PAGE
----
Clearly fructose malabsorption, digestion and metabolism is a very complex situation and more studies are required to improve knowledge of fructose’s’ dietary effects. Focussing on fructose provides one example of how complex human nutrition and metabolism is, and how improved knowledge is vital to help patients to manage their symptoms. High fructose corn syrup/fructose will be digested to some degree depending on the proportion of glucose it contains, and the individuals levels of GLUT transporters, but despite this many individuals with functional bowel symptoms struggle to digest even low doses. This brief look at fructose digestion also suggests that obesity is a multifactorial public health problem and blaming one nutrient or food may do little to resolve the problem in the general population. In fact publicly concentrating on one minutiae of the causes of obesity beclouds, possibly resulting in confusion for the general population which could cause apathy around lifestyle change. As always, research into digestion should involve a complete food intake analysis facilitated by a research dietitian, including a review of confounding variables. A review of total energy consumption and it’s implications on fructose absorption in the case of HFCS’s relationship to obesity would be advisable, but this will only add a little information to the whole question of the causes of obesity in our society.

 1) Boseley, S (7th September 2013) Smoothies and fruit juices are a new risk to health, US scientists warn Scientists say potential damage from naturally occurring fructose in apparently healthy drinks is being overlooked The Guardian available from http://www.theguardian.com/society/2013/sep/07/smoothies-fruit-juices-new-health-risk

2) Clark, A. (15th September 2010) Manufacturers petition regulator to change name to ‘corn sugar’ as consumer backlash grows against the food and drink sweetener in the US The Guardian available from http://www.theguardian.com/business/2010/sep/15/high-fructose-corn-syrup-rename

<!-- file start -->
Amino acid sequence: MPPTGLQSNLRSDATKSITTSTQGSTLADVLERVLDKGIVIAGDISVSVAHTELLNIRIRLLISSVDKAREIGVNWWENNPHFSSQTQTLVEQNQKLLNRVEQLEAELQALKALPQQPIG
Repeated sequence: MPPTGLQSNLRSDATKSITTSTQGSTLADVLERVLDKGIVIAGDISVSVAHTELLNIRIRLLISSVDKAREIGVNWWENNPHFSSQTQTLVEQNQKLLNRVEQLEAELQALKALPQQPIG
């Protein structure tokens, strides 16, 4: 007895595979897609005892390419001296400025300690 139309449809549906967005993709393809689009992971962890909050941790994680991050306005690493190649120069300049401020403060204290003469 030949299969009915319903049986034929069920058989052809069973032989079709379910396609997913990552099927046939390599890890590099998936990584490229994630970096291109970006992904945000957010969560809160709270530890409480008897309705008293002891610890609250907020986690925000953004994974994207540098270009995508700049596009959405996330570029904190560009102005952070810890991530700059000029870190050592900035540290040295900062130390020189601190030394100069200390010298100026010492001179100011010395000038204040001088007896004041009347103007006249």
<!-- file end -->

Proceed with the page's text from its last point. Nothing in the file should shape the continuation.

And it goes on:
3) Bazian (2012) Sugar substitute sparks global diabetes epidemic NHS Choices available from http://www.nhs.uk/news/2012/11November/Pages/Sugar-substitute-sparking-global-diabetes-epidemic.aspx

4) High-fructose corn syrup: everything you wanted to know, but were

afraid to ask1,2 Victor Fulgoni III Am J Clin Nutr 2008;88(suppl):1715S.

 5) Barrett J Gibson, PR,( 2012) Fructose and lactose testing Australian Family Physician Vol. 41, No. 5

 6) Shepherd SJ, Gibson PR. (2006) Fructose malabsorption and symptoms of irritable bowel syndrome: guidelines for effective dietary management. J Am Diet Assoc 2006; 106: 1631-1639

 7) Peter Born (2007) Carbohydrate malabsorption in patients with non-specific abdominal complaints World J Gastroenterol 2007 November 21; 13(43): 5687-5691

 8) Levin RJ (1994) Digestion & absorption of carbohydrates from molecules to membranes to humans American Journal of Clinical Nutrition 1994;59 (supple) 690S-8S

 9) Putkonan L, Yao CK, Gibson PR (2013) Fructose Malabsorption syndrome A review Current Opinion in Clinical Nutrition & Metabolic Care. 16:473-477

10) Marie E. Latulippe and Suzanne M. Skoog (2011) Fructose Malabsorption and Intolerance: Effects of Fructose with and without Simultaneous Glucose Ingestion Critical Reviews in Food Science and Nutrition, 51:583–592

 11) Genetic fructose malabsorption – http://ghr.nlm.nih.gov/condition/hereditary-fructose-intolerance

 12) Ali, M Rellos, P Cox TM (1998) Hereditary Fructose Intolerance J Med Gen 35: 353-365

 

 

  

Add a comment

Your email address will not be published. Required fields are marked *